A fake Fabergé egg and a fellow agent's death lead James Bond to uncover an international jewel-smuggling operation, headed by the mysterious Octopussy, being used to disguise a nuclear attack on N.A.T.O. forces.
James Bond 007 is on the search for a Russian decoding machine, known as Lektor. Bond needs to find this machine, before the evil SPECTRE organization discovers it first. Whilst being romantically linked with Russian girl, Tatiana Romanova, Bond sneaks his way around Istanbul, whilst each SPECTRE agent tries to pick him off, including the over powering Donald 'Red' Grant and ex-KGB agent Rosa Klebb who knows all the tricks in the books and even possesses an incredible poison tipped shoe! Written by
For the opening credits, Maurice Binder had disagreements with the producers and did not want to return. Designer Robert Brownjohn stepped into his place, and projected the credits on female dancers, inspired by constructivist artist László Moholy-Nagy projecting light onto clouds in the 1920s. See more »
During Klebb's SPECTRE Island visit, she and Morzeny walk through a training area. As they leave the training area we see a shot of them entering what appears to be another training area, but it is identical to the one shown earlier. See more »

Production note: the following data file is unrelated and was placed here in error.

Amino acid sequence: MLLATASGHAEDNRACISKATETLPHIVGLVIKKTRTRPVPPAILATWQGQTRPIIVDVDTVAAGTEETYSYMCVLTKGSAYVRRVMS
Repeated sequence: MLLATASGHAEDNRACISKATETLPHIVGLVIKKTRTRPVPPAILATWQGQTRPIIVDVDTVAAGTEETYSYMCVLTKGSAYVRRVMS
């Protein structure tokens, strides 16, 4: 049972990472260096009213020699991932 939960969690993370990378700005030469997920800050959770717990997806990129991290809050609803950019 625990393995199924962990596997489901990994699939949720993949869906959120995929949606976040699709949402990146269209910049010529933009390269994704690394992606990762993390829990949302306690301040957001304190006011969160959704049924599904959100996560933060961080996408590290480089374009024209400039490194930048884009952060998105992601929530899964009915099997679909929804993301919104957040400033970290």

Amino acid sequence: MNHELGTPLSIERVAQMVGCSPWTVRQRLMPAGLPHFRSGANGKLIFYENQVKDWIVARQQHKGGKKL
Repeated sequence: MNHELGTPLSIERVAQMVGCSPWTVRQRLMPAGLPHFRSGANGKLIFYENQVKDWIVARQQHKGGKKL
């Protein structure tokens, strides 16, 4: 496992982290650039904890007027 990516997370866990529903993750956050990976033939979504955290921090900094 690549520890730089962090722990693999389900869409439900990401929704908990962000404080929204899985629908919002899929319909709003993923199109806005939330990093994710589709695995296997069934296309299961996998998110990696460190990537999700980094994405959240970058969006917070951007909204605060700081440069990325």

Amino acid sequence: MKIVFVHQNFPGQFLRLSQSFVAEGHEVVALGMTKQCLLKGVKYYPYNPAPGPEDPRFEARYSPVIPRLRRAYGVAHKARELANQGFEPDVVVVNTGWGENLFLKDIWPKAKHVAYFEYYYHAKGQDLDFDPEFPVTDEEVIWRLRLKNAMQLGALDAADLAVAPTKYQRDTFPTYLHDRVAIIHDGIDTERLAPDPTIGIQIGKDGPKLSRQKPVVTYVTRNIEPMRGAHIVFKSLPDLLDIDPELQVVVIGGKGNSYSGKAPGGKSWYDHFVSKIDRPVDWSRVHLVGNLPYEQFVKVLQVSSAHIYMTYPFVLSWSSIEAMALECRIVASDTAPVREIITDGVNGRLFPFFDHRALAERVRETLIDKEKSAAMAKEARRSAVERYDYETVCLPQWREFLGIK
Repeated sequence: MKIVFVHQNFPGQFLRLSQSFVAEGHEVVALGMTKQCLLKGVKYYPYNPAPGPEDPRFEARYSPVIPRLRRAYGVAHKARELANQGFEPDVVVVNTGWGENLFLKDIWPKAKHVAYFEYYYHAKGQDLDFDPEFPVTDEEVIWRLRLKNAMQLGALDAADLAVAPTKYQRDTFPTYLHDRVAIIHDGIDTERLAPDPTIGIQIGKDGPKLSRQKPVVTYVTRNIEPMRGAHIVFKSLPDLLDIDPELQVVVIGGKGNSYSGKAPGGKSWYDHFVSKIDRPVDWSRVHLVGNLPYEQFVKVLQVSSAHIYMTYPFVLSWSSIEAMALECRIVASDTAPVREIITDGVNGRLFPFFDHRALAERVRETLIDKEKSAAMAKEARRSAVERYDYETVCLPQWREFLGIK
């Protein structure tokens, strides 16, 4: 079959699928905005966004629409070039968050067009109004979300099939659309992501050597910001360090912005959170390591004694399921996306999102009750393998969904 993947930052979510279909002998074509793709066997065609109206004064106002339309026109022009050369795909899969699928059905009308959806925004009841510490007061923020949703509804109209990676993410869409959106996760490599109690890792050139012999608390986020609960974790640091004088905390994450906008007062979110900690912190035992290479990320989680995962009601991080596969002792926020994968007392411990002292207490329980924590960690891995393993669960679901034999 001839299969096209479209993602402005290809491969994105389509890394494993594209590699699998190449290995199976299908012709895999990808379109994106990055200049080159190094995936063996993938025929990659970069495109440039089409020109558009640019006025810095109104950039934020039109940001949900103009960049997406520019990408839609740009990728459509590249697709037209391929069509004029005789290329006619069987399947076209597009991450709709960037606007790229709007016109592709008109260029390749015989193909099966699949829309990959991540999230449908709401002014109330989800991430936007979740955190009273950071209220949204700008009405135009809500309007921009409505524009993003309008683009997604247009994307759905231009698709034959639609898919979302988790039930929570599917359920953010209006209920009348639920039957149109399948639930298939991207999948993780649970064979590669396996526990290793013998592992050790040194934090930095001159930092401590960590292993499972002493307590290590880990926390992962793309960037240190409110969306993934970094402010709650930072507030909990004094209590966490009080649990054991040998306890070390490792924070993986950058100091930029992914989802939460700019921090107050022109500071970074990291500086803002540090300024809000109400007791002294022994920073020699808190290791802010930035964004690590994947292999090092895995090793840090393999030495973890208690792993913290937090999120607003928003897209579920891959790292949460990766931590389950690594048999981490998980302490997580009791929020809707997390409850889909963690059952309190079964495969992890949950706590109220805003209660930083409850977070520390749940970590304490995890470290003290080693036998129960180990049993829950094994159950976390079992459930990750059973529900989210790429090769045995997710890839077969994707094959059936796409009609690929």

[after Grant kills a look-a-like Bond]
Exactly one minute, fifty-two seconds. That's excellent.
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Monty Norman's name is misspelled as Monte Norman in the closing credits. See more »
Hard to believe, but the movie is actually an improvement on Fleming's novel. Rather than have the Lektor operation be a simple Russian scheme to discredit Bond as Fleming did, SPECTRE takes a hand here in their first on-screen appearance as an organization. The plot is improved considerably because of this. The movie thrives on its supporting actors and Sheybal. Connery is somewhat outshone by these greater lights, but gives a credible performance. From Russia... is a different pace of movie: no one here is intent on wiping out the world's population, or destroying the gold supply, or stealing submarines. Basically, it's a quiet little plot focusing on an elaborate "sting" operation. Until the end, the pace is kind of slow, and might lose more "modern" audiences, particularly those used to incredible stunt sequences every 20 minutes.
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